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Resolved by the House of Representatives (the Senate

2 concurring), That Congress—


















(1) strongly condemns the Government of the Republic of the Sudan for its attacks against innocent civilians in the impoverished Darfur region of western Sudan and demands that the Government of

Sudan immediately cease these attacks;

(2) calls on the international community to strongly condemn the Government of Sudan for these attacks and to demand that they cease;

(3) urges the Government of Sudan to allow the delivery of humanitarian assistance for the people in the Darfur region; and

(4) urges the President to direct the United States representative to the United Nations to seek an official investigation by the United Nations to determine if crimes against humanity have been committed by the Government of Sudan in the Darfur region.

Mr. ROYCE. Without objection, the resolution will be considered as read and open for amendment at any point.

If I could just make an opening statement here, I think it is most appropriate that we are marking this up now based upon what we have just heard about the inattention to killing and the parallels between Rwanda 10 years ago and Sudan today.

This resolution condemns the Government of Sudan for its attacks against the innocent civilians of the Darfur region of western Sudan. The resolution states that the Sudanese Government is using rape as a weapon of war, destroying food and water sources and systematically manipulating and denying humanitarian aid to the people of Darfur. More than one million Sudanese have been displaced. The Sudanese Government has once again used allied militia to carry out a scorched earth policy as it did in southern Sudan previously.

We are now stalled in peace negotiations between the Government of Sudan and the SPLM, negotiations that have been underway for more than a year. As I said in my opening statement to this hearing, peace negotiations cannot lead us to discount the atrocities being committed in Darfur. The Sudanese Government must cease its attacks against civilians and allow the unfettered delivery of humanitarian aid.

This resolution urges the President to direct the United States representative to the U.N. to seek an investigation to determine if the Sudanese Government is committing crimes against humanity in Darfur.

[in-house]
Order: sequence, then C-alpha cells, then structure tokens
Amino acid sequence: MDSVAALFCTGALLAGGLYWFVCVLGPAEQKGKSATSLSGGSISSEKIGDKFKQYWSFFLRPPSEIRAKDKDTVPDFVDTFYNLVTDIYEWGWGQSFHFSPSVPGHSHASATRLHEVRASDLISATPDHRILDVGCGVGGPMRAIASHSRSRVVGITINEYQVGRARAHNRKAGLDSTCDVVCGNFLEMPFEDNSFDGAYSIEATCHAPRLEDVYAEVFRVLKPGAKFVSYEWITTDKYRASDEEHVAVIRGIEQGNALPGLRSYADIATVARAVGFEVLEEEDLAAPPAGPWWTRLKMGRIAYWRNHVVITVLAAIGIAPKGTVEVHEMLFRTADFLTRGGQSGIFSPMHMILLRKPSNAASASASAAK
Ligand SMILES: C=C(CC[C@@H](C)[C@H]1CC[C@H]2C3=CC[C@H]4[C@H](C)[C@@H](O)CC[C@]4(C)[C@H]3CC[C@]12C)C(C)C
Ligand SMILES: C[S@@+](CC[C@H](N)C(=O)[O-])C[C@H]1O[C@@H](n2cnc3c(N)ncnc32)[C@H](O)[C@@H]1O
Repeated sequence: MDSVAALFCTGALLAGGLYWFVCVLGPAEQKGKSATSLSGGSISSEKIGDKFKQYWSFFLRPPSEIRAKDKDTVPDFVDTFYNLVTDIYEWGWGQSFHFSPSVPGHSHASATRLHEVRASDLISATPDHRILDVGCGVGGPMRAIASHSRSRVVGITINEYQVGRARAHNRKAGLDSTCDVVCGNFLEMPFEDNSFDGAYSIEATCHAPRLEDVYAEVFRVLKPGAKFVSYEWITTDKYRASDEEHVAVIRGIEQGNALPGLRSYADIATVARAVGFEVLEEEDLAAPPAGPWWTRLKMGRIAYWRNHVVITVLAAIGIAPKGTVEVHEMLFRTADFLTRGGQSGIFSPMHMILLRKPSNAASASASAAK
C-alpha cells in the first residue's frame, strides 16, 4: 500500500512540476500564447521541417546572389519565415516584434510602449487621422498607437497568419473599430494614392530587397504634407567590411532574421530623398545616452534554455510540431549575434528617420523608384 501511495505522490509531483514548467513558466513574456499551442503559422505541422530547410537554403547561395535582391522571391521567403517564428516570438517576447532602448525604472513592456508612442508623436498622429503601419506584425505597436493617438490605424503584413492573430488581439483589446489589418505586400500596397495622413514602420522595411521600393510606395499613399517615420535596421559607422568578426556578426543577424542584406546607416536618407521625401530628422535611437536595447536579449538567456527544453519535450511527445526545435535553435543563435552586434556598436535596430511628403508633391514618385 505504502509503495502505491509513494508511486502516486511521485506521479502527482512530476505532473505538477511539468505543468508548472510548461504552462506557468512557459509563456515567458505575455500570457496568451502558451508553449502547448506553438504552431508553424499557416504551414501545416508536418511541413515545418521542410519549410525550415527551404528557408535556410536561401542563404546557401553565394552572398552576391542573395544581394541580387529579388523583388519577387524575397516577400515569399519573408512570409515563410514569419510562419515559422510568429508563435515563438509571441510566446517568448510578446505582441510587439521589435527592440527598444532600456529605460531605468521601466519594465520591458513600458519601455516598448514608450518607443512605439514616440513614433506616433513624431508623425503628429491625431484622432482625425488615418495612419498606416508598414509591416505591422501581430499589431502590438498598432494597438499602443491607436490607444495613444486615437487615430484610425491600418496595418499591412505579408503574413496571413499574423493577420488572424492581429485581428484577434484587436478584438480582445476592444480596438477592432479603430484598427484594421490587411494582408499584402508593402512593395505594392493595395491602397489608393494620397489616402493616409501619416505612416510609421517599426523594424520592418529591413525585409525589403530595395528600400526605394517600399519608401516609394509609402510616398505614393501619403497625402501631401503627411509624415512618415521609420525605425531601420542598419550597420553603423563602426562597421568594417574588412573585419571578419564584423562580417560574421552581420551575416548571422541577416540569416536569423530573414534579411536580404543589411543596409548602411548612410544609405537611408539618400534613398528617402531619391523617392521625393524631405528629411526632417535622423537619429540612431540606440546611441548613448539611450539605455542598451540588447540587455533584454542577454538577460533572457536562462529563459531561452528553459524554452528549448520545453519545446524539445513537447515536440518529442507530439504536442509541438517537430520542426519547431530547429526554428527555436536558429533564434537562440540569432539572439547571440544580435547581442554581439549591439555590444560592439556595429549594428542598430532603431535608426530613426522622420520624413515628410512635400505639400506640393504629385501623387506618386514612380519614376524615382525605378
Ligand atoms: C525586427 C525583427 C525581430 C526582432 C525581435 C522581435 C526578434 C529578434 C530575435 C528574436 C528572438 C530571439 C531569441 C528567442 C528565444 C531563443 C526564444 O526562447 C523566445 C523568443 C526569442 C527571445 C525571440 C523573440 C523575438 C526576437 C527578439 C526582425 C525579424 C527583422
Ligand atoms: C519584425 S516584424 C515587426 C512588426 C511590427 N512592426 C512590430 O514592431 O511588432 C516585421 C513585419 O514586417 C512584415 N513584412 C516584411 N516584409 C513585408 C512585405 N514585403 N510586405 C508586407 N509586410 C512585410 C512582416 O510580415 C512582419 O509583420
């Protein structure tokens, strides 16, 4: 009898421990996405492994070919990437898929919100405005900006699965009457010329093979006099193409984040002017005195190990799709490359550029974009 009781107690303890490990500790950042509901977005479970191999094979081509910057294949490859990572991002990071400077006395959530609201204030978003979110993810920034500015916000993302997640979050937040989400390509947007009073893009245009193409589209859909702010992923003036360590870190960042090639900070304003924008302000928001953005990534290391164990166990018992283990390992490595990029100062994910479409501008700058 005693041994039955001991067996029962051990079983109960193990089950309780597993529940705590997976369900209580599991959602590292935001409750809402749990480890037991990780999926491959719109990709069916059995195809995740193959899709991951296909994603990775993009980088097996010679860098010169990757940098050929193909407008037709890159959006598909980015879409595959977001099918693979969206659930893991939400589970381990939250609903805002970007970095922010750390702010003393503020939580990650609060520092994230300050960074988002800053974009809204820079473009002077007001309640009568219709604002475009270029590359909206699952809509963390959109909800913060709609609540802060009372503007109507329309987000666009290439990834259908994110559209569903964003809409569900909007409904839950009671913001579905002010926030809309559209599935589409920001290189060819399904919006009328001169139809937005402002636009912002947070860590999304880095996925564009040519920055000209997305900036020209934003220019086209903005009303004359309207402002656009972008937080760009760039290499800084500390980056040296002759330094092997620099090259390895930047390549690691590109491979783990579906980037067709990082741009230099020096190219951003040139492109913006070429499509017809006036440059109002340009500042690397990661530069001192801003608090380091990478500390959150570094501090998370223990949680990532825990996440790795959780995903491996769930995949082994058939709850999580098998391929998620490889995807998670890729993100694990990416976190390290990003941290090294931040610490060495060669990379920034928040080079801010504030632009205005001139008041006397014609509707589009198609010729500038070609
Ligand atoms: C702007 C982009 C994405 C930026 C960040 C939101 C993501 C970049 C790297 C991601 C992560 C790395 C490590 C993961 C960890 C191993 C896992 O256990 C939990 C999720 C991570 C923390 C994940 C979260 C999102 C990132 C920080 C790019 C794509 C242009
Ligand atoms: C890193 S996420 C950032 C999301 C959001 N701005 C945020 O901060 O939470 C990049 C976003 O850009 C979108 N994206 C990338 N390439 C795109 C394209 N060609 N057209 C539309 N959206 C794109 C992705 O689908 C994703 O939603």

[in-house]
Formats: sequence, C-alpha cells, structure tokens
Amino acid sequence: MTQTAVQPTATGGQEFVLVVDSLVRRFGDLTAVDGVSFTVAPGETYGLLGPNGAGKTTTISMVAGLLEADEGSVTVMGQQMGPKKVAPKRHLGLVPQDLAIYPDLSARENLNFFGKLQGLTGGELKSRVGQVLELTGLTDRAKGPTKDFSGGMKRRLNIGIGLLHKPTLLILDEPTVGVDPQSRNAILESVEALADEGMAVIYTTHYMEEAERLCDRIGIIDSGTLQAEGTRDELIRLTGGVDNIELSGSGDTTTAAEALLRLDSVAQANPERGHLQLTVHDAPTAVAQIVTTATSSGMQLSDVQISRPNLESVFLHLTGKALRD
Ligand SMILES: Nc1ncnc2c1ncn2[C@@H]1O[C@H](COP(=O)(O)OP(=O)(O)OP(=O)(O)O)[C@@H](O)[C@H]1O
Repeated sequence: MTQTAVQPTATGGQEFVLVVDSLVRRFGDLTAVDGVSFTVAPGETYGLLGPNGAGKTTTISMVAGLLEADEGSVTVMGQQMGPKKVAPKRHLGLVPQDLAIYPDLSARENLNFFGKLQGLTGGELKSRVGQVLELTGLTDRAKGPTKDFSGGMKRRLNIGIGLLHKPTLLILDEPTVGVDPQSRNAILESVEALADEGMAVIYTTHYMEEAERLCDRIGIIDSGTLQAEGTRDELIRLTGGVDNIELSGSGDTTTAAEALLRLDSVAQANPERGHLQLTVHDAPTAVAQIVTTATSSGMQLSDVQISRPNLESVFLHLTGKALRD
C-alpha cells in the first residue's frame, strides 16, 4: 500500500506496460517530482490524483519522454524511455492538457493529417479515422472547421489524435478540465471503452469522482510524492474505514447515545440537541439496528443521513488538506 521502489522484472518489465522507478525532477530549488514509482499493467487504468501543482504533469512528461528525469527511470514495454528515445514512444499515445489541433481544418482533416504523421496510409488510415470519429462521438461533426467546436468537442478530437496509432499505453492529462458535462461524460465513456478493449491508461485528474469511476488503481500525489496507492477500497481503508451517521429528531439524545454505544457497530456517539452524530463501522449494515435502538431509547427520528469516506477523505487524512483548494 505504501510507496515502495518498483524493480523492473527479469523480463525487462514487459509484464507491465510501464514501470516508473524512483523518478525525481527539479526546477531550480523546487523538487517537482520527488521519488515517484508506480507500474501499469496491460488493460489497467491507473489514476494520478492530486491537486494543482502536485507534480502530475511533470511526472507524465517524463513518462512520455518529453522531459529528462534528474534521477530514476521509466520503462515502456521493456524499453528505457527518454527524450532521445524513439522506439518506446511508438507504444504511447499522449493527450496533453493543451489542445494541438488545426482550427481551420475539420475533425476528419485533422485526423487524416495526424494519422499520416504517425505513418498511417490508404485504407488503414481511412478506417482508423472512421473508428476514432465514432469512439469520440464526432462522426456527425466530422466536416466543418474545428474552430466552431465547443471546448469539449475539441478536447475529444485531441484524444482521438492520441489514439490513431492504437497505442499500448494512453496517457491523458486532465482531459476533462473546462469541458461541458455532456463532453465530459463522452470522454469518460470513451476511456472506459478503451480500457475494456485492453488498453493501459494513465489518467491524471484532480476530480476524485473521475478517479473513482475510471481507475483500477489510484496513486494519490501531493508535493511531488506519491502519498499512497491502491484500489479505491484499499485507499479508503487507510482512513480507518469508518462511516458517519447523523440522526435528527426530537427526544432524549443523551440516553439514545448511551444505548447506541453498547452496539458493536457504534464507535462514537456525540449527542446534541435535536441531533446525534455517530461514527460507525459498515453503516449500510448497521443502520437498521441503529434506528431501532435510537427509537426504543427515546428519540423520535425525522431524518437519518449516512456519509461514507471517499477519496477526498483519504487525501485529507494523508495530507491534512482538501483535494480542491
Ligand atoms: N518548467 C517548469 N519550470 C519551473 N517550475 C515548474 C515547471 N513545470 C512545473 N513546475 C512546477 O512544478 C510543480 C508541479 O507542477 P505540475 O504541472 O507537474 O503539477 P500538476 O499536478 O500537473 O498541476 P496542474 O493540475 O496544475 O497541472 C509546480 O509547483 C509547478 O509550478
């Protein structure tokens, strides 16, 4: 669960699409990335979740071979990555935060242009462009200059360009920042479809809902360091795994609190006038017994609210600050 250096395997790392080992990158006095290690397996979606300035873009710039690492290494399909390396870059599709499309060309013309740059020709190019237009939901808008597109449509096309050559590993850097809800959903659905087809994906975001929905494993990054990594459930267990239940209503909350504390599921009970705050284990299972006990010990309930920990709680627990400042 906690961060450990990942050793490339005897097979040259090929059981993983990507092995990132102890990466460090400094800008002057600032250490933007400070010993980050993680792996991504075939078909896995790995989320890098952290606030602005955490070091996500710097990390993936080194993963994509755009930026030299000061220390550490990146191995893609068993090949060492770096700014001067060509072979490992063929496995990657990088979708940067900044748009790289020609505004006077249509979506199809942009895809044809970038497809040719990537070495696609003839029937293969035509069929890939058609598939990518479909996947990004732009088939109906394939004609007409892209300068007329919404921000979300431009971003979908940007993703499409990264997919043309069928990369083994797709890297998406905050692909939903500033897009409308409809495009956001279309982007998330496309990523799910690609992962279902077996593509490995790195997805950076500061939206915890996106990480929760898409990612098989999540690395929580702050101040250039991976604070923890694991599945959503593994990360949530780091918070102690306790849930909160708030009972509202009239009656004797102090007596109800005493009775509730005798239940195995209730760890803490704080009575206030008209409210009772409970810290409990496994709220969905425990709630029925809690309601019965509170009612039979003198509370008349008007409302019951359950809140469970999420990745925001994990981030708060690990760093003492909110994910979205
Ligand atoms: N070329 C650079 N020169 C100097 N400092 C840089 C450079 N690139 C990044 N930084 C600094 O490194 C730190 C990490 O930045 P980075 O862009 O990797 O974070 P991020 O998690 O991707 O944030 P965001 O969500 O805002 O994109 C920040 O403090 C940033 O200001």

Lastly, I would like to note that tomorrow, on the final day of the sixtieth session of the United Nations Human Rights Commission in Geneva, the United States delegation will sponsor an Item 9 resolution on the situation of human rights in Sudan. This was referenced earlier by our Ranking Member, Mr. Payne. This is going to have particular emphasis on the atrocities in Darfur.

I would like to commend the Administration for doing this and urge all 53 member countries at the Commission to support this resolution condemning the atrocities taking place in Sudan.

Mr. Payne, would you like to make an opening statement at this time?

Mr. PAYNE. Let me just commend you for this resolution. I support it. I have been in touch with Secretary Craner, the Assistant Secretary for Human Rights, and we talked about the resolution. We are hoping that some of the countries that are reluctant to support this position will support a resolution which will have some meaning to it.

Currently we are disturbed at the human rights debate that is going on, and so I hope that this resolution will be heard and will have an impact on the outcome.

Thank you, Mr. Chairman.

Mr. ROYCE. Thank you.

We will go to Mr. Tancredo.

Mr. TANCREDO. Thank you, Mr. Chairman. I would just say that although I have only been in this Congress for a relatively short time, 5 years now, I believe that this is an unprecedented step we are taking here to actually adopt a resolution of this nature at a time in which there could have been and I am sure in the past we